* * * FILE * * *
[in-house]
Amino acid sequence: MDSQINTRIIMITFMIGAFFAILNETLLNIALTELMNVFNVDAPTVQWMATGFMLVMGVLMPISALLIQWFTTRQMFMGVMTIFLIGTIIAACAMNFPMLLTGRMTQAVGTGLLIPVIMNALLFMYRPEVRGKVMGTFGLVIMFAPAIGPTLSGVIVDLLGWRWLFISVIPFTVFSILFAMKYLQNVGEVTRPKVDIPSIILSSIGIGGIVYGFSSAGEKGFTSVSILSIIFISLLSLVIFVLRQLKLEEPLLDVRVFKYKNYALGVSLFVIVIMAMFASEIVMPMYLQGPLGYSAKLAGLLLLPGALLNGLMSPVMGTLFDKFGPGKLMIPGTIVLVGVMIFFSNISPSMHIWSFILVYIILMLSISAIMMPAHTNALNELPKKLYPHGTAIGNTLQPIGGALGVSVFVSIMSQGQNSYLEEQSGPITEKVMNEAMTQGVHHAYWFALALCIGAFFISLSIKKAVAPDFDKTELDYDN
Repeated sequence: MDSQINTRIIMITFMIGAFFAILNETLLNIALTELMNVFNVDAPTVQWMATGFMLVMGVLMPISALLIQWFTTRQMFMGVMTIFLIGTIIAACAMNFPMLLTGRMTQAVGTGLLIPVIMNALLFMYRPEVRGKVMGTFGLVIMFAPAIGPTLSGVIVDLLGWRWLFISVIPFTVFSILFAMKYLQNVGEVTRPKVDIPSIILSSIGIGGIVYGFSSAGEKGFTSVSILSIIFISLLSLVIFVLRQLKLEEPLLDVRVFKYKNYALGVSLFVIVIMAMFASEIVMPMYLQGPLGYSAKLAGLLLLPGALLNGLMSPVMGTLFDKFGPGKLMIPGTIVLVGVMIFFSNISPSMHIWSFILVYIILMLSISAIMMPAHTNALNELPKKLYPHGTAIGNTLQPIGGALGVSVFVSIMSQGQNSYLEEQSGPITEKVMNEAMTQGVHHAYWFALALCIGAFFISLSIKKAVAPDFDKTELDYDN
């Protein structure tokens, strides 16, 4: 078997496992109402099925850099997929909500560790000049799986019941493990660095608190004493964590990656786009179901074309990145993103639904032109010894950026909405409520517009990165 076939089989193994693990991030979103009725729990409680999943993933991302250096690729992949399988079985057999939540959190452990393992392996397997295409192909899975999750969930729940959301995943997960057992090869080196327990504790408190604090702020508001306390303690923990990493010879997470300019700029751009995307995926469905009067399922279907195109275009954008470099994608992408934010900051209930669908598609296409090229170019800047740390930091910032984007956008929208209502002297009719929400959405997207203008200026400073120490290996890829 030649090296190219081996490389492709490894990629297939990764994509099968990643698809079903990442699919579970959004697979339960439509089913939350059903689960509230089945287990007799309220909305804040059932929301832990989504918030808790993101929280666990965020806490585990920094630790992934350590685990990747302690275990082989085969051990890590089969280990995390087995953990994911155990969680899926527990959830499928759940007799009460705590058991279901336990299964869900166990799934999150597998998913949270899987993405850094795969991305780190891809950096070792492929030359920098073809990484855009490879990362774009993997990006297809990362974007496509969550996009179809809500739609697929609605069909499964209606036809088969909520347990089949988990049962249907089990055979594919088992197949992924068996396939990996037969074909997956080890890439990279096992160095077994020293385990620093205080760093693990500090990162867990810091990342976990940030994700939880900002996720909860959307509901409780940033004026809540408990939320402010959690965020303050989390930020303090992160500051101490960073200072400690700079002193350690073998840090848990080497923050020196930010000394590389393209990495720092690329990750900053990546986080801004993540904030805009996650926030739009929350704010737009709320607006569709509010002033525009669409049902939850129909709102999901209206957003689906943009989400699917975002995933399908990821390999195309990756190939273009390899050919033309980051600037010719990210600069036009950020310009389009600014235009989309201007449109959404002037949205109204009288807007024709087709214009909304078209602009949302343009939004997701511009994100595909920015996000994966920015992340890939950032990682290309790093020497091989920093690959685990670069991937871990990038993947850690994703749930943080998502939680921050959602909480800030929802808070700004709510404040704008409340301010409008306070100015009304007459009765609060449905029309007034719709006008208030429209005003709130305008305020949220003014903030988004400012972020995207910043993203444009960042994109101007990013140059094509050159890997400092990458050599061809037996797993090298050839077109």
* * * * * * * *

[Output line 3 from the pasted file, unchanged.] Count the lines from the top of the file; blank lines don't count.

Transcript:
Repeated sequence: MDSQINTRIIMITFMIGAFFAILNETLLNIALTELMNVFNVDAPTVQWMATGFMLVMGVLMPISALLIQWFTTRQMFMGVMTIFLIGTIIAACAMNFPMLLTGRMTQAVGTGLLIPVIMNALLFMYRPEVRGKVMGTFGLVIMFAPAIGPTLSGVIVDLLGWRWLFISVIPFTVFSILFAMKYLQNVGEVTRPKVDIPSIILSSIGIGGIVYGFSSAGEKGFTSVSILSIIFISLLSLVIFVLRQLKLEEPLLDVRVFKYKNYALGVSLFVIVIMAMFASEIVMPMYLQGPLGYSAKLAGLLLLPGALLNGLMSPVMGTLFDKFGPGKLMIPGTIVLVGVMIFFSNISPSMHIWSFILVYIILMLSISAIMMPAHTNALNELPKKLYPHGTAIGNTLQPIGGALGVSVFVSIMSQGQNSYLEEQSGPITEKVMNEAMTQGVHHAYWFALALCIGAFFISLSIKKAVAPDFDKTELDYDN